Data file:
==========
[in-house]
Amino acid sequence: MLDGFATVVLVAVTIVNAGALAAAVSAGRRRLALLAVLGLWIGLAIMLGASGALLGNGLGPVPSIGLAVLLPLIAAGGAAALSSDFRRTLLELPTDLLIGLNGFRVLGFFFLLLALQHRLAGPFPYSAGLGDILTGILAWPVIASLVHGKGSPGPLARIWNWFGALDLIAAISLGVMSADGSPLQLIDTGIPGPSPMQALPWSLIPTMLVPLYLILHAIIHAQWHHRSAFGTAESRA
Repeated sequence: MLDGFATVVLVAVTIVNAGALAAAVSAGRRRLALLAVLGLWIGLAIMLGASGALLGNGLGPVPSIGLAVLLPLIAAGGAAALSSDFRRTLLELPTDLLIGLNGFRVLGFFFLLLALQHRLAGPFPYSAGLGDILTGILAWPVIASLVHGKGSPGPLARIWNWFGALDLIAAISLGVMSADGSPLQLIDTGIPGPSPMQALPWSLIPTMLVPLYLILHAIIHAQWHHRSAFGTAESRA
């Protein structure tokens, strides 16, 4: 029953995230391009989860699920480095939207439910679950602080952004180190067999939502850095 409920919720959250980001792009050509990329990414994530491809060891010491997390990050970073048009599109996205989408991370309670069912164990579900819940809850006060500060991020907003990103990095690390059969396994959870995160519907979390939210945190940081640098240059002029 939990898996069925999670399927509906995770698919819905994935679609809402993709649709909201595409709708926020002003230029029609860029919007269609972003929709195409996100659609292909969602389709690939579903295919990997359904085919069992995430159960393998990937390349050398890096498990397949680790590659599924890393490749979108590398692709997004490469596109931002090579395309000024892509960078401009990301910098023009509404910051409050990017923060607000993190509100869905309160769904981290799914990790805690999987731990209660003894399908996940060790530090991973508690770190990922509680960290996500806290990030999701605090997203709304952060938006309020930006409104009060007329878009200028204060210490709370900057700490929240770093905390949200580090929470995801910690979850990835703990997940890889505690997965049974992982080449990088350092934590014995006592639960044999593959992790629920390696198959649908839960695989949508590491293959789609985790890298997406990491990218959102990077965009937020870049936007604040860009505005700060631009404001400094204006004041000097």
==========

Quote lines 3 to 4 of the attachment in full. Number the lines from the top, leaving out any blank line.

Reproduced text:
Repeated sequence: MLDGFATVVLVAVTIVNAGALAAAVSAGRRRLALLAVLGLWIGLAIMLGASGALLGNGLGPVPSIGLAVLLPLIAAGGAAALSSDFRRTLLELPTDLLIGLNGFRVLGFFFLLLALQHRLAGPFPYSAGLGDILTGILAWPVIASLVHGKGSPGPLARIWNWFGALDLIAAISLGVMSADGSPLQLIDTGIPGPSPMQALPWSLIPTMLVPLYLILHAIIHAQWHHRSAFGTAESRA
């Protein structure tokens, strides 16, 4: 029953995230391009989860699920480095939207439910679950602080952004180190067999939502850095 409920919720959250980001792009050509990329990414994530491809060891010491997390990050970073048009599109996205989408991370309670069912164990579900819940809850006060500060991020907003990103990095690390059969396994959870995160519907979390939210945190940081640098240059002029 939990898996069925999670399927509906995770698919819905994935679609809402993709649709909201595409709708926020002003230029029609860029919007269609972003929709195409996100659609292909969602389709690939579903295919990997359904085919069992995430159960393998990937390349050398890096498990397949680790590659599924890393490749979108590398692709997004490469596109931002090579395309000024892509960078401009990301910098023009509404910051409050990017923060607000993190509100869905309160769904981290799914990790805690999987731990209660003894399908996940060790530090991973508690770190990922509680960290996500806290990030999701605090997203709304952060938006309020930006409104009060007329878009200028204060210490709370900057700490929240770093905390949200580090929470995801910690979850990835703990997940890889505690997965049974992982080449990088350092934590014995006592639960044999593959992790629920390696198959649908839960695989949508590491293959789609985790890298997406990491990218959102990077965009937020870049936007604040860009505005700060631009404001400094204006004041000097």